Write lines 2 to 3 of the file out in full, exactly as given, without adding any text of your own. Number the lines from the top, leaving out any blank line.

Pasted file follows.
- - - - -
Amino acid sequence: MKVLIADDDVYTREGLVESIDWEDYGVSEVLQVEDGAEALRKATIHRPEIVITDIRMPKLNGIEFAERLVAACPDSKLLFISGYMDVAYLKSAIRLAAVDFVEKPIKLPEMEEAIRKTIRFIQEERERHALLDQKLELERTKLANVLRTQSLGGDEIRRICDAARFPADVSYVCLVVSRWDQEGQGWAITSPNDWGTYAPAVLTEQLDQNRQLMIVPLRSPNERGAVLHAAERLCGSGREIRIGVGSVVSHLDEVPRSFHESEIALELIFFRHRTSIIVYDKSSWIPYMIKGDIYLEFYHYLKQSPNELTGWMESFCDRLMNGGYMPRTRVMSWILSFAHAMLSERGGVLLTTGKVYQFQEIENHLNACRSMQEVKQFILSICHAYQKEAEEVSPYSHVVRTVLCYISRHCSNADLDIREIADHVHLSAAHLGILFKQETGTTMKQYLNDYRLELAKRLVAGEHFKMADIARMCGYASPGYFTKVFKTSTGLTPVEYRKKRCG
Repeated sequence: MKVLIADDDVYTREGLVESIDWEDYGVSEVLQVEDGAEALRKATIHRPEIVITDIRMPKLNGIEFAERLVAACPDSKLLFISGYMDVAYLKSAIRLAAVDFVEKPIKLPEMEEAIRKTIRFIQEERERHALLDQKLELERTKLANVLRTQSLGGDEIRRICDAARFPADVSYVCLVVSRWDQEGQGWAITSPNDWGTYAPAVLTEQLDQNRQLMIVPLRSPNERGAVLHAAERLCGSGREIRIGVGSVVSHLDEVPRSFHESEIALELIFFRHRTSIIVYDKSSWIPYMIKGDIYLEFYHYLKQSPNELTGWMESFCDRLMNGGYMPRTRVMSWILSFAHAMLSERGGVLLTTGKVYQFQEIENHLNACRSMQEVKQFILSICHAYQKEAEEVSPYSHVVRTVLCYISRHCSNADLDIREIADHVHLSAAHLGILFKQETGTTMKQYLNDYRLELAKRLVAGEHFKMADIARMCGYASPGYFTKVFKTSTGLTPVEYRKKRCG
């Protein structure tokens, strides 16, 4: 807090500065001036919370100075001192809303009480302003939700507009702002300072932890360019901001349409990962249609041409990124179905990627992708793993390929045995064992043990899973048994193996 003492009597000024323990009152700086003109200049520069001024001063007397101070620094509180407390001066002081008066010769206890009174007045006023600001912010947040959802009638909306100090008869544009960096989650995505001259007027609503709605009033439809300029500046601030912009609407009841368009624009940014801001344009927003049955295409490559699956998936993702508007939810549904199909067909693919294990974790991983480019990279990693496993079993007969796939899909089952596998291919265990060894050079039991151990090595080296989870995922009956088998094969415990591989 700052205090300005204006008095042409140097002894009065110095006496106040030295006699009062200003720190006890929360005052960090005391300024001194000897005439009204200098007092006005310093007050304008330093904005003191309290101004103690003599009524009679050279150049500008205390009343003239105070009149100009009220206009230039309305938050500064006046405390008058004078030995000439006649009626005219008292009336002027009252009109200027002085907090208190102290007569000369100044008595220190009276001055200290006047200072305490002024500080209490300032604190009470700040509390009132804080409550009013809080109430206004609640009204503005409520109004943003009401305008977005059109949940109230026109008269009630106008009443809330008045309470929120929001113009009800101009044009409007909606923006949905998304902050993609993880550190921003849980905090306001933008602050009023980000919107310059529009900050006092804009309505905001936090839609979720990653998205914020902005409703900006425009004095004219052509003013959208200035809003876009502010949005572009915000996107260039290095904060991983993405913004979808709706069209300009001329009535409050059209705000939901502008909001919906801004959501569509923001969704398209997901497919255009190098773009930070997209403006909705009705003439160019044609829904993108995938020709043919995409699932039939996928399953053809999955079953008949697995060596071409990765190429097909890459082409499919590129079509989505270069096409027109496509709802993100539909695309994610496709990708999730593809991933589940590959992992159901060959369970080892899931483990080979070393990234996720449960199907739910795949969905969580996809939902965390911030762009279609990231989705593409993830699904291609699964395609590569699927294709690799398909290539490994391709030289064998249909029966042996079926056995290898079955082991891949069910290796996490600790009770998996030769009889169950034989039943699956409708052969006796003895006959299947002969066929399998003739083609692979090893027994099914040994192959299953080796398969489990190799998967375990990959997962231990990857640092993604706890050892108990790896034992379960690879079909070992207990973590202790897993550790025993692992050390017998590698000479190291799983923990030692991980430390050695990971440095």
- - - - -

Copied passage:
Repeated sequence: MKVLIADDDVYTREGLVESIDWEDYGVSEVLQVEDGAEALRKATIHRPEIVITDIRMPKLNGIEFAERLVAACPDSKLLFISGYMDVAYLKSAIRLAAVDFVEKPIKLPEMEEAIRKTIRFIQEERERHALLDQKLELERTKLANVLRTQSLGGDEIRRICDAARFPADVSYVCLVVSRWDQEGQGWAITSPNDWGTYAPAVLTEQLDQNRQLMIVPLRSPNERGAVLHAAERLCGSGREIRIGVGSVVSHLDEVPRSFHESEIALELIFFRHRTSIIVYDKSSWIPYMIKGDIYLEFYHYLKQSPNELTGWMESFCDRLMNGGYMPRTRVMSWILSFAHAMLSERGGVLLTTGKVYQFQEIENHLNACRSMQEVKQFILSICHAYQKEAEEVSPYSHVVRTVLCYISRHCSNADLDIREIADHVHLSAAHLGILFKQETGTTMKQYLNDYRLELAKRLVAGEHFKMADIARMCGYASPGYFTKVFKTSTGLTPVEYRKKRCG
């Protein structure tokens, strides 16, 4: 807090500065001036919370100075001192809303009480302003939700507009702002300072932890360019901001349409990962249609041409990124179905990627992708793993390929045995064992043990899973048994193996 003492009597000024323990009152700086003109200049520069001024001063007397101070620094509180407390001066002081008066010769206890009174007045006023600001912010947040959802009638909306100090008869544009960096989650995505001259007027609503709605009033439809300029500046601030912009609407009841368009624009940014801001344009927003049955295409490559699956998936993702508007939810549904199909067909693919294990974790991983480019990279990693496993079993007969796939899909089952596998291919265990060894050079039991151990090595080296989870995922009956088998094969415990591989 700052205090300005204006008095042409140097002894009065110095006496106040030295006699009062200003720190006890929360005052960090005391300024001194000897005439009204200098007092006005310093007050304008330093904005003191309290101004103690003599009524009679050279150049500008205390009343003239105070009149100009009220206009230039309305938050500064006046405390008058004078030995000439006649009626005219008292009336002027009252009109200027002085907090208190102290007569000369100044008595220190009276001055200290006047200072305490002024500080209490300032604190009470700040509390009132804080409550009013809080109430206004609640009204503005409520109004943003009401305008977005059109949940109230026109008269009630106008009443809330008045309470929120929001113009009800101009044009409007909606923006949905998304902050993609993880550190921003849980905090306001933008602050009023980000919107310059529009900050006092804009309505905001936090839609979720990653998205914020902005409703900006425009004095004219052509003013959208200035809003876009502010949005572009915000996107260039290095904060991983993405913004979808709706069209300009001329009535409050059209705000939901502008909001919906801004959501569509923001969704398209997901497919255009190098773009930070997209403006909705009705003439160019044609829904993108995938020709043919995409699932039939996928399953053809999955079953008949697995060596071409990765190429097909890459082409499919590129079509989505270069096409027109496509709802993100539909695309994610496709990708999730593809991933589940590959992992159901060959369970080892899931483990080979070393990234996720449960199907739910795949969905969580996809939902965390911030762009279609990231989705593409993830699904291609699964395609590569699927294709690799398909290539490994391709030289064998249909029966042996079926056995290898079955082991891949069910290796996490600790009770998996030769009889169950034989039943699956409708052969006796003895006959299947002969066929399998003739083609692979090893027994099914040994192959299953080796398969489990190799998967375990990959997962231990990857640092993604706890050892108990790896034992379960690879079909070992207990973590202790897993550790025993692992050390017998590698000479190291799983923990030692991980430390050695990971440095």